Sunak mulling 'double lock'; DWP responds to state pension age reduction petition

Chancellor Rishi Sunak is again reportedly considering modifying the triple lock to address concerns that a rise in earnings figures could drive a sharp increase in the state pension.

The Telegraph has reported that Treasury officials are examining the merits of temporarily replacing the current system with a ‘double lock’ for a year, which would see an annual increase in the benefit matching the higher metric out of inflation or 2.5 per cent.

Critically, this would remove average year-on-year earnings growth from the equation, which is set to rise sharply due the number of people returning to work after losing their jobs or being furloughed in the pandemic.

Illustrating this, Office for National Statistics (ONS) figures released in July showed that average earnings had increased by 8.6 per cent in May 2021 compared to 12 months prior.

Conversely, inflation measured by the Consumer Prices Index including owner occupiers’ housing costs (CPIH) rose by 2.4 per cent in the 12 months to June 2021.

The Telegraph claimed Sunak is working to establish whether there is sufficient support for the change to a ‘double lock’ system among Conservative MPs before making a decision next month.

Corners of the pensions industry have long been voicing concerns about how the use of the triple lock amid economic recovery from the pandemic could lead the state pension to rise sharply.

Meanwhile, a petition on the official Parliament website calling on the government to move the state pension age back to 60 for both men and women has attracted more than 60,000 signatories.

It stated: “Young people are struggling to find work, and losing their jobs, due to the pandemic. Why not allow older people to retire earlier, thereby freeing up jobs for younger people? There would be a cost, however, surely a far more positive cost than paying Universal Credit? Not to mention the option of restoring the balance back into young people's favour and helping restore their future.”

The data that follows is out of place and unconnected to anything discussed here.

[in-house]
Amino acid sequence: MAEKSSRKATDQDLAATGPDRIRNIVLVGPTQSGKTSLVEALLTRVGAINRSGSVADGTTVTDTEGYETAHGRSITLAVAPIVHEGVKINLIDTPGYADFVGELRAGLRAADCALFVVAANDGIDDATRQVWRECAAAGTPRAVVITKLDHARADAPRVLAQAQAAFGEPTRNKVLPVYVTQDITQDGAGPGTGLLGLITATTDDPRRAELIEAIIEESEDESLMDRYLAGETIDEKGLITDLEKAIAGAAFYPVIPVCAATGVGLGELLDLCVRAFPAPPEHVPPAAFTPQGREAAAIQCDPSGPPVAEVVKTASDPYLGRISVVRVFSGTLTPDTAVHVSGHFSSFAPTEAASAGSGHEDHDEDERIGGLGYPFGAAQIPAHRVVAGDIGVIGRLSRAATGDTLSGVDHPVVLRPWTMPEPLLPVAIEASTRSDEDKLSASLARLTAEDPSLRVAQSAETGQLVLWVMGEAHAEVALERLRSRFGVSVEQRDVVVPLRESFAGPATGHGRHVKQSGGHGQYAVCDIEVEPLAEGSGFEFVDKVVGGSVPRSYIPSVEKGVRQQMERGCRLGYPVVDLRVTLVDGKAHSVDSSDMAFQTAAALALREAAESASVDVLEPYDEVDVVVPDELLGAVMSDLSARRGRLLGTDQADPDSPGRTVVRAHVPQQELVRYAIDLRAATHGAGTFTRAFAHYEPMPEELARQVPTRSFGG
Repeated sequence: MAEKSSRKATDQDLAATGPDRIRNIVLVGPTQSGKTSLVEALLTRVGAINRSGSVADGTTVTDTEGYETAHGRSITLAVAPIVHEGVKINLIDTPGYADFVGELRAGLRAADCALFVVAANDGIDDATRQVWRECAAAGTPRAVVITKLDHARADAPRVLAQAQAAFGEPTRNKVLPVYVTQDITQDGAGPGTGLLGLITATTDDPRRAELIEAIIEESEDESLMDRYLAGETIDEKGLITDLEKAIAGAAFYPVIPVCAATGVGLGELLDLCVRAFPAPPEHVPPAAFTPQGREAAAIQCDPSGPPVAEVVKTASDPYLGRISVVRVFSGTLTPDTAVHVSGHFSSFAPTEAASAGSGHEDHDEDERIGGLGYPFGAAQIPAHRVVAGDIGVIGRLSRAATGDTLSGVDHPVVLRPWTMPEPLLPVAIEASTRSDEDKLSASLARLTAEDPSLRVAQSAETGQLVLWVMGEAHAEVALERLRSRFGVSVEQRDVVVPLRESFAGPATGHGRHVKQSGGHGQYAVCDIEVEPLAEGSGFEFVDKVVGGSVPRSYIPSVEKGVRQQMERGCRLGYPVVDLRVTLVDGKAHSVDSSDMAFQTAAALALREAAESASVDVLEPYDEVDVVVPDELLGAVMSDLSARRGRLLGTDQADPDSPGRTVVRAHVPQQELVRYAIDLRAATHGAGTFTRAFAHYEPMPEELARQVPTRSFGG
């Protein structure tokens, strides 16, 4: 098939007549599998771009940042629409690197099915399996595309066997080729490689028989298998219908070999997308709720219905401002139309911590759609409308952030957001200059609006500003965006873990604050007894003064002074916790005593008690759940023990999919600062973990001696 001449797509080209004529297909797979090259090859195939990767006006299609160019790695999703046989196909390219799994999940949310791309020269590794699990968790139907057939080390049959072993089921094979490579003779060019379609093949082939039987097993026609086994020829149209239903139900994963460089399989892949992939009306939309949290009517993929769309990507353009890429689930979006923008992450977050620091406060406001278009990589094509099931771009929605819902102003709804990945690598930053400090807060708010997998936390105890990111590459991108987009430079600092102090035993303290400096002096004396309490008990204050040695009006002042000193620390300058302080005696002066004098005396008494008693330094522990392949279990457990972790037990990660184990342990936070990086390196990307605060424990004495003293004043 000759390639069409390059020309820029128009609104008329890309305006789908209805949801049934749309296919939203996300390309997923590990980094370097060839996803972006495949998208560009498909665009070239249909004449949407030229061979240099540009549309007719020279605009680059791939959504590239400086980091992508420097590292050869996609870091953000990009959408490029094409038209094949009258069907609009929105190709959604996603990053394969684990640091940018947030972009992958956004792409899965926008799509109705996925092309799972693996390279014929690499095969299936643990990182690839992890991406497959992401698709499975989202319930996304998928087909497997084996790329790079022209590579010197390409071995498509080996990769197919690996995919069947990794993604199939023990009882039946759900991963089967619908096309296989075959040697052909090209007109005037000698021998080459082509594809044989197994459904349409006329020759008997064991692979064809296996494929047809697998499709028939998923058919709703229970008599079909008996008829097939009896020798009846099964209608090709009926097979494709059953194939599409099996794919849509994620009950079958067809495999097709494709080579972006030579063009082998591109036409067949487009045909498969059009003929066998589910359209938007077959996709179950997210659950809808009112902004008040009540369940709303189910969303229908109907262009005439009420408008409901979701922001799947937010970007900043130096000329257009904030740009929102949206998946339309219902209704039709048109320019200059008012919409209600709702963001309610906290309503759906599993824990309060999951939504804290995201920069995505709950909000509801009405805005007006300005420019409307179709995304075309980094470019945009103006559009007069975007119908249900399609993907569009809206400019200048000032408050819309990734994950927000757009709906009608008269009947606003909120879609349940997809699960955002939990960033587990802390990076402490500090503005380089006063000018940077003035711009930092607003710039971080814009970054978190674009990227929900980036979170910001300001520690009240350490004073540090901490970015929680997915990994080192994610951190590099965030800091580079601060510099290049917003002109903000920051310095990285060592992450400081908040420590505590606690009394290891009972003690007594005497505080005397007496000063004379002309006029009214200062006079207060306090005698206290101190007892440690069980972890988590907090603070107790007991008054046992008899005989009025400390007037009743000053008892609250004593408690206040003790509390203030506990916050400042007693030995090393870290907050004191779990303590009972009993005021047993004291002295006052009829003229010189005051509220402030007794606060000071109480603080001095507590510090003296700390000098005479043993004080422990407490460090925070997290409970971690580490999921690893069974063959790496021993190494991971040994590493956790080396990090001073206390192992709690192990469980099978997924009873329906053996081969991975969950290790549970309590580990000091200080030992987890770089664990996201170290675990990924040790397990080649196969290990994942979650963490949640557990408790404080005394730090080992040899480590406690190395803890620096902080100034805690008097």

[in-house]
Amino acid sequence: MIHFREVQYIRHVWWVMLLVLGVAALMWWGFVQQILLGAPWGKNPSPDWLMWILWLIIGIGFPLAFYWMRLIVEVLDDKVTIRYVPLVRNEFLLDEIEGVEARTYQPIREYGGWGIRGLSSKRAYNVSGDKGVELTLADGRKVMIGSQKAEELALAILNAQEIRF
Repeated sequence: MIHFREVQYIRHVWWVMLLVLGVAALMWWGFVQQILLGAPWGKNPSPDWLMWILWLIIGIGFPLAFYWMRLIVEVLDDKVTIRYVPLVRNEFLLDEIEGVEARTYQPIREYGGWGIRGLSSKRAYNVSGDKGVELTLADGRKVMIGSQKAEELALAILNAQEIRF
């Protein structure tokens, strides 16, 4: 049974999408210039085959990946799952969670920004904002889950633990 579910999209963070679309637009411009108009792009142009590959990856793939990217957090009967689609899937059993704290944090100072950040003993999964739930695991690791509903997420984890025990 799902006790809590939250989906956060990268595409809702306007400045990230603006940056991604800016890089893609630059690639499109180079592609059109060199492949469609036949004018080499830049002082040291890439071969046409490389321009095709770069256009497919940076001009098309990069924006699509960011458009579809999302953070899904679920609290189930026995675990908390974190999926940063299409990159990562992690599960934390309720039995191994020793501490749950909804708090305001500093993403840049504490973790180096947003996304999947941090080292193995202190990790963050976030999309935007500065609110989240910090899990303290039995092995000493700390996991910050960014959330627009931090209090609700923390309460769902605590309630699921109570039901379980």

Responding to the petition last week, The Department for Work and Pensions (DWP) said reducing the state pension age to 60 would be “neither affordable nor fair to taxpayers and future generations”.

It continued: “The latest ONS data shows that the number of people over state pension age compared to the number of people of working age is expected to increase. On average, people are living longer, and increasing the state pension age in line with life expectancy changes has been the approach of successive governments over many years.

“It helps to maintain the cost and sustainability of the state pension in the long term. The state pension is funded through the tax contributions of the current working-age population. Reducing the state pension age to 60 would therefore increase the tax burden of the current working-age population.”

The DWP added that government estimates from a scenario where it had not put in place any increases in state pension age for men or women put the cost to taxpayers at around £215bn for the 15-year period starting at 2010/2011.

The petition will be considered for debate in the Houses of Parliament if it reaches 100,000 signatures before 20 October 2021.

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